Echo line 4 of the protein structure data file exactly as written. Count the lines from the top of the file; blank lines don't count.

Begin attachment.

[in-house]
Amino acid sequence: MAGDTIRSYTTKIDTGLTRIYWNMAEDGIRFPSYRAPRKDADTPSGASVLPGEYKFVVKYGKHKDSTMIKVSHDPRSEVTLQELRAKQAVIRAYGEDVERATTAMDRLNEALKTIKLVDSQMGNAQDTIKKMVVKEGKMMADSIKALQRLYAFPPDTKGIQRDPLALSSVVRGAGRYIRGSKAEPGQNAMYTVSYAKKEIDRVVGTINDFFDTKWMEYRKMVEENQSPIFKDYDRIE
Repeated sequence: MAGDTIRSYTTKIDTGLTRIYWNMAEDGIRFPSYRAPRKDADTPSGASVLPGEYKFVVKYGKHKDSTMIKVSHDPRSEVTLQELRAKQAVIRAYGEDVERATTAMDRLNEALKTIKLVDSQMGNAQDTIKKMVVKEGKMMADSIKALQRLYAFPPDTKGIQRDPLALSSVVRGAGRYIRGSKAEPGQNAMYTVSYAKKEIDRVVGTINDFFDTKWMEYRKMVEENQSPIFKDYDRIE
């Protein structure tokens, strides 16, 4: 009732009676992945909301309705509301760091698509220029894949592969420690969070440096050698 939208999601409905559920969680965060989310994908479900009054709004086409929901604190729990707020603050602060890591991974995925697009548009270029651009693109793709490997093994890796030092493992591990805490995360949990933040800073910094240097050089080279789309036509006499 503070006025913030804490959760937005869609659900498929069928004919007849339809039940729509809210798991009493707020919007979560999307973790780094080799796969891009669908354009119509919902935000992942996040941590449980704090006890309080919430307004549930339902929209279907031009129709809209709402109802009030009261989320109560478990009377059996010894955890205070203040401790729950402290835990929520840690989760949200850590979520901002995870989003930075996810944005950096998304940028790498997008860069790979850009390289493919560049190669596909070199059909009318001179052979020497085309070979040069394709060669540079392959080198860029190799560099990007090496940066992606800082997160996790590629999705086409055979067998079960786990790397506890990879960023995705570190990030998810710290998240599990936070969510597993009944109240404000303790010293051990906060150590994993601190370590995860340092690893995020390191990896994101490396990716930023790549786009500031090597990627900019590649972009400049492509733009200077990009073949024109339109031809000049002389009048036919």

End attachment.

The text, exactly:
């Protein structure tokens, strides 16, 4: 009732009676992945909301309705509301760091698509220029894949592969420690969070440096050698 939208999601409905559920969680965060989310994908479900009054709004086409929901604190729990707020603050602060890591991974995925697009548009270029651009693109793709490997093994890796030092493992591990805490995360949990933040800073910094240097050089080279789309036509006499 503070006025913030804490959760937005869609659900498929069928004919007849339809039940729509809210798991009493707020919007979560999307973790780094080799796969891009669908354009119509919902935000992942996040941590449980704090006890309080919430307004549930339902929209279907031009129709809209709402109802009030009261989320109560478990009377059996010894955890205070203040401790729950402290835990929520840690989760949200850590979520901002995870989003930075996810944005950096998304940028790498997008860069790979850009390289493919560049190669596909070199059909009318001179052979020497085309070979040069394709060669540079392959080198860029190799560099990007090496940066992606800082997160996790590629999705086409055979067998079960786990790397506890990879960023995705570190990030998810710290998240599990936070969510597993009944109240404000303790010293051990906060150590994993601190370590995860340092690893995020390191990896994101490396990716930023790549786009500031090597990627900019590649972009400049492509733009200077990009073949024109339109031809000049002389009048036919």